I don't know about you guys, but I cannot keep it together. This Newtown tragedy is beyond words. Every parent I saw over the weekend was wandering around completely depressed, eyes rimmed with red. We're taking it extremely personally, as we should. It could have been any of our kids. It could have been any of our schools. It still can.
I got word of the first confused news reports right before I walked into our elementary school's holiday concert on Friday. Another school shooting? At an elementary school? My vast arsenal of swears could not adequately express my disgust. I knew the town. Good family friends lived there, one a recently retired schoolteacher. It's as beautiful as the media says—idyllic really, with its wooded and winding lanes, old barns, and babbling brooks—as safe and peaceful as it gets. I was shaken. We all were. During the performance, our fourth graders sang a haunting rendition of "Let There Be Peace on Earth" and I was beside myself with the awful contrast between those earnest words issued in such sweet, melodic voices and the horrific crime scene one small state away.
It goes without saying, but bears repeating, how sorry I am for the families of the victims and the community at large. I am grief-stricken and no area is safe from my tears, not my desk, not my car, not the grocery store, not even Staples (Jesus Christ, Tammy, it's just a printer cartridge!). I've been hugging my kids to the point of near-strangulation, but it's not enough. If we can't even protect our own children, then what do our freedoms even mean?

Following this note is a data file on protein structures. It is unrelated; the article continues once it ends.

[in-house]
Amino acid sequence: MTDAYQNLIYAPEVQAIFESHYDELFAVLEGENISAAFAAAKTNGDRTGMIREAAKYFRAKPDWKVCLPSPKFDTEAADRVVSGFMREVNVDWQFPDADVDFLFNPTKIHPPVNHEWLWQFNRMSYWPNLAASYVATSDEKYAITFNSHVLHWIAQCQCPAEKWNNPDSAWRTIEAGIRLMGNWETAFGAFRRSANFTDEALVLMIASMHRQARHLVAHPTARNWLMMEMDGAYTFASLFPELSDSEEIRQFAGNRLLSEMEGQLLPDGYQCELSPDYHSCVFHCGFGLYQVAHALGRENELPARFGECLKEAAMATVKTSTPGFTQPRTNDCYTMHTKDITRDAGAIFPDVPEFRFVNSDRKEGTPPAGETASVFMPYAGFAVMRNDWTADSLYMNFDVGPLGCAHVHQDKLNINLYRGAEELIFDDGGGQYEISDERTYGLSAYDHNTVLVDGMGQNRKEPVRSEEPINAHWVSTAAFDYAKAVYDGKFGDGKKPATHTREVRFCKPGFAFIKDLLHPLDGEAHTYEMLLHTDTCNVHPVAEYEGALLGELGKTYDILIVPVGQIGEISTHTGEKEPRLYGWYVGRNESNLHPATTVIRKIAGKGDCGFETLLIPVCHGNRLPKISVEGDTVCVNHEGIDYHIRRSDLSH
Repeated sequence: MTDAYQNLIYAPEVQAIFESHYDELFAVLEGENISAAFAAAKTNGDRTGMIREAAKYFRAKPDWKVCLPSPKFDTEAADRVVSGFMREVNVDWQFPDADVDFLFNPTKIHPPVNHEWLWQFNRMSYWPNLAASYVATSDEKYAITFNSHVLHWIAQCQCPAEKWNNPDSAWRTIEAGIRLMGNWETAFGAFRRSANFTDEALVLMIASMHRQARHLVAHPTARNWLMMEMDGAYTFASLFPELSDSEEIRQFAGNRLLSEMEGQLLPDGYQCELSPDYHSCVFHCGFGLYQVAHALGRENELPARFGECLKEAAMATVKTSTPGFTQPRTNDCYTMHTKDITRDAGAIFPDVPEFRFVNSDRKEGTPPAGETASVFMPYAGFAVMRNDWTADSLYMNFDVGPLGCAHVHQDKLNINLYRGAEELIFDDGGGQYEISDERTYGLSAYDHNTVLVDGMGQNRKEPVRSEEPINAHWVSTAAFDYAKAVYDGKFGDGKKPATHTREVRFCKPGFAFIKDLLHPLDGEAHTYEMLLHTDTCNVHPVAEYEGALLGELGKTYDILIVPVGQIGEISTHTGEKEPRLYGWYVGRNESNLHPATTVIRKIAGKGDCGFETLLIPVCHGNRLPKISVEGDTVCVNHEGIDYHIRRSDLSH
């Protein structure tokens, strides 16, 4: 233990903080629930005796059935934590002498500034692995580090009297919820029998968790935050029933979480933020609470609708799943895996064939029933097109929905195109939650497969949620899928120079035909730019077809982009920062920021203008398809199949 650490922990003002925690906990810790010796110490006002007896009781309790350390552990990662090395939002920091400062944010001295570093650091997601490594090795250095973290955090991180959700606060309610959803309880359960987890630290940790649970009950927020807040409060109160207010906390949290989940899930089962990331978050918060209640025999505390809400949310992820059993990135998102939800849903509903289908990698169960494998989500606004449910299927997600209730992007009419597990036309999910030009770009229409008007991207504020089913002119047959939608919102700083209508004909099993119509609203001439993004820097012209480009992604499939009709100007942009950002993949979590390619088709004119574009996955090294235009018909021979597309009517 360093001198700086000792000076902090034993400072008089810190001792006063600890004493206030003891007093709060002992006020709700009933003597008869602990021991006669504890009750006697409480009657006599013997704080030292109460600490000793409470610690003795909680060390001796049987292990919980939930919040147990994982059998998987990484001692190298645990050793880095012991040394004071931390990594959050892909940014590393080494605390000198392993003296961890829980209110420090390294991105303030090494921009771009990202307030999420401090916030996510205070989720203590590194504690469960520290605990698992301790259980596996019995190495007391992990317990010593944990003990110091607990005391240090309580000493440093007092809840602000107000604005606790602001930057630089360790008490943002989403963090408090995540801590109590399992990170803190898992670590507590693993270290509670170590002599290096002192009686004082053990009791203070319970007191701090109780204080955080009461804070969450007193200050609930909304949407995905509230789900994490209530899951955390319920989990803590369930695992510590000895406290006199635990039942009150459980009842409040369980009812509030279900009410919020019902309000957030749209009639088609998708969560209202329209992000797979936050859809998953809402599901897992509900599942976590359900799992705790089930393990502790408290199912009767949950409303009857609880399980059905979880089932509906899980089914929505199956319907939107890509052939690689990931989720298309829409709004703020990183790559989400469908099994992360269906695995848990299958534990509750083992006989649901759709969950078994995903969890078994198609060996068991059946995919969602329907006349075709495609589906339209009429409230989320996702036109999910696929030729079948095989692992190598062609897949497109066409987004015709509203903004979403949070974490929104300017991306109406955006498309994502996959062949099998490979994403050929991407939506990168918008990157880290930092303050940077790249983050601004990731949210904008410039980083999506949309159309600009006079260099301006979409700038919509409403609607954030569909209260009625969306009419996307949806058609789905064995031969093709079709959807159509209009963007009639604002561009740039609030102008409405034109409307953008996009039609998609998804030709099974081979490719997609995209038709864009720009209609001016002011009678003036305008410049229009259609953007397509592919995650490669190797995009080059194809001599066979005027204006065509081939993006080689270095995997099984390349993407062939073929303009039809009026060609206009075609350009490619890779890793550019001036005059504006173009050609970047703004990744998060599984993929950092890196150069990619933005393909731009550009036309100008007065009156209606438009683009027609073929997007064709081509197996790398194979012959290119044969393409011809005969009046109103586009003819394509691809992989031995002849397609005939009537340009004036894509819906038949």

Do the right thing, America. Do it now. Semi-automatic assault weapons have got to go. Background checks for any gun are a necessity. Mental health issues require our serious attention. When someone decides to wage war on our schoolchildren, maybe we should, I don't know, be more specific about the interpretation of our Second Amendment rights. When it happens over and over again, then we are irresponsible to the point of negligence. Only fewer guns will keep our children safe. Protect them with responsible action. We cannot possibly believe that our Founding Fathers would expect anything less. They can't govern from the grave. And neither can our children.